San Francisco attorney Frank Patrick Sprouls faces a six-month suspension following a California State Bar filing after being found culpable in three counts of misconduct in a single client matter.

Sprouls would receive two years of stayed suspension and placed on probation with six months of actual suspension, according to the 17-page decision issued Sept. 11 by a state bar court hearing department.

Sprouls had been charged with four counts of misconduct in the immigration-related case, two counts of misrepresentation and single counts of failing to perform legal services with competence and seeking to mislead a judge, according to the decision. The state bar court hearing department did not find evidence that Sprouls intentionally attempted to mislead the judge, according to the decision.

"Instead, his misrepresentation was the result of his gross negligence," said the decision, which announced the allegation that Sprouls sought to mislead a judge was dismissed with prejudice. 

The state bar's decision is pending final action by the California Supreme Court, an appeal before the state bar's review department or expiration of time in which parties may request further review within the state bar court. Sprouls's recommended discipline was among the dispositions filed earlier this month by the state bar court's hearing department for September.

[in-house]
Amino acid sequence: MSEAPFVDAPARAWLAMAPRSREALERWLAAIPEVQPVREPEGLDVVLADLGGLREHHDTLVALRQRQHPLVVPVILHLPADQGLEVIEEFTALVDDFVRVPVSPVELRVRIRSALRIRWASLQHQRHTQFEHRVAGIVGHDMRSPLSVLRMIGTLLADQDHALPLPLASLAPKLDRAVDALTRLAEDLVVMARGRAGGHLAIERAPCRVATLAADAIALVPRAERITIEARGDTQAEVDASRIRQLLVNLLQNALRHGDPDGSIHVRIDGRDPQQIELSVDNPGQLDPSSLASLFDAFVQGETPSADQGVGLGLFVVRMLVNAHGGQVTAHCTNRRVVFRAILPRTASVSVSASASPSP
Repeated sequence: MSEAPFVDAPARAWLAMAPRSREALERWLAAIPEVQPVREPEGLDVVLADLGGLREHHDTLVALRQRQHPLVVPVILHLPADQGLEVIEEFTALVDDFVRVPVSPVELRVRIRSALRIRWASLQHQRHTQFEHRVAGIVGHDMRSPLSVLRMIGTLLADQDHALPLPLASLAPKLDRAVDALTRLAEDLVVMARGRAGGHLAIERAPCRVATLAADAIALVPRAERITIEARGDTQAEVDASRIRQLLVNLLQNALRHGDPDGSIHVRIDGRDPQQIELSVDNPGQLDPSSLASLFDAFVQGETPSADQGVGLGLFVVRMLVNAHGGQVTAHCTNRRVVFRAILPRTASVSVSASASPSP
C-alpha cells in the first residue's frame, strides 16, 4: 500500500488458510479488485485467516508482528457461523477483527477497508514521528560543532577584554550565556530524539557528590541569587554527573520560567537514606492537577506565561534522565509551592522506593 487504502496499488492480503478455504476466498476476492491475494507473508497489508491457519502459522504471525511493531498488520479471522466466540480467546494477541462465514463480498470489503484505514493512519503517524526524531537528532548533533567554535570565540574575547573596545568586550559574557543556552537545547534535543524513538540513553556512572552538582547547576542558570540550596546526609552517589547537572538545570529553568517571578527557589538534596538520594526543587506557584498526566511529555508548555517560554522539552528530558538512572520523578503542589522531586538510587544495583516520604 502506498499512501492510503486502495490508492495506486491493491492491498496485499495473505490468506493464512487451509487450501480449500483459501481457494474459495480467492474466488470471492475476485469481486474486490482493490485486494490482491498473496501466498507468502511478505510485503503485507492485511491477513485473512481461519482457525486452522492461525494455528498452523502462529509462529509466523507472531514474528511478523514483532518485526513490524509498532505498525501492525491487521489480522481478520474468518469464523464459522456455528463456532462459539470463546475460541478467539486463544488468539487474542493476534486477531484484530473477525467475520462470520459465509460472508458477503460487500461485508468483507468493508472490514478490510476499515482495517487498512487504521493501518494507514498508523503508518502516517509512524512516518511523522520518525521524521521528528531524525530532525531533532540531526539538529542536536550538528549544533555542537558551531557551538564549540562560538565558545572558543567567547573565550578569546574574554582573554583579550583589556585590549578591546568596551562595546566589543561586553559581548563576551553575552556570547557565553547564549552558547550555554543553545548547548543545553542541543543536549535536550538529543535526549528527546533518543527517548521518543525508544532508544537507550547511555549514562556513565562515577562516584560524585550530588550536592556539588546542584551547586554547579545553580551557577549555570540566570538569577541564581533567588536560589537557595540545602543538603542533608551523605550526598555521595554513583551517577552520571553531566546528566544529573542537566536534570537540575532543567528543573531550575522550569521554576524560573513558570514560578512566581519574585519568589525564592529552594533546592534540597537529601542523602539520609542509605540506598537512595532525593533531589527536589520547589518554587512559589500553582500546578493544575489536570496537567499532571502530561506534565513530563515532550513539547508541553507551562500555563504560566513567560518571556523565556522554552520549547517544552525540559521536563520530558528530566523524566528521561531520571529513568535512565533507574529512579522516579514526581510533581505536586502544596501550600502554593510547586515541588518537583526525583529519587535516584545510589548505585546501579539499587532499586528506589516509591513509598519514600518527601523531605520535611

Sprouls was admitted to the bar in California on Nov. 24, 1993, according to his profile at the state bar website.

In a previous discipline in April 2011, Sprouls, then 55, received a stayed one-year suspension and was placed on two years' probation with 90 days of actual suspension following a state bar court review department finding that he'd "committed extensive misconduct in immigration cases," according to information on his profile.

Sprouls was alleged to have committed 51 acts of misconduct before the U.S. Ninth Circuit Court of Appeals, according to his profile. The alleged misconduct was divided into general categories of petitions for review that were dismissed for lack of jurisdiction or summarily denied or were dismissed for failure to prosecute, opening briefs that were filed late and performance that was lacking for other reasons, according to his profile.

The following August, the U.S. Justice Department's Executive Office for Immigration Review Board of Immigration Appeals also suspended Sprouls, according to a Justice Department press release issued at the time.

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U.S. Court of Appeals for the Ninth Circuit
95 7th St
San Francisco, CA - 94103

U.S. Department of Justice
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Washington, DC - 20530

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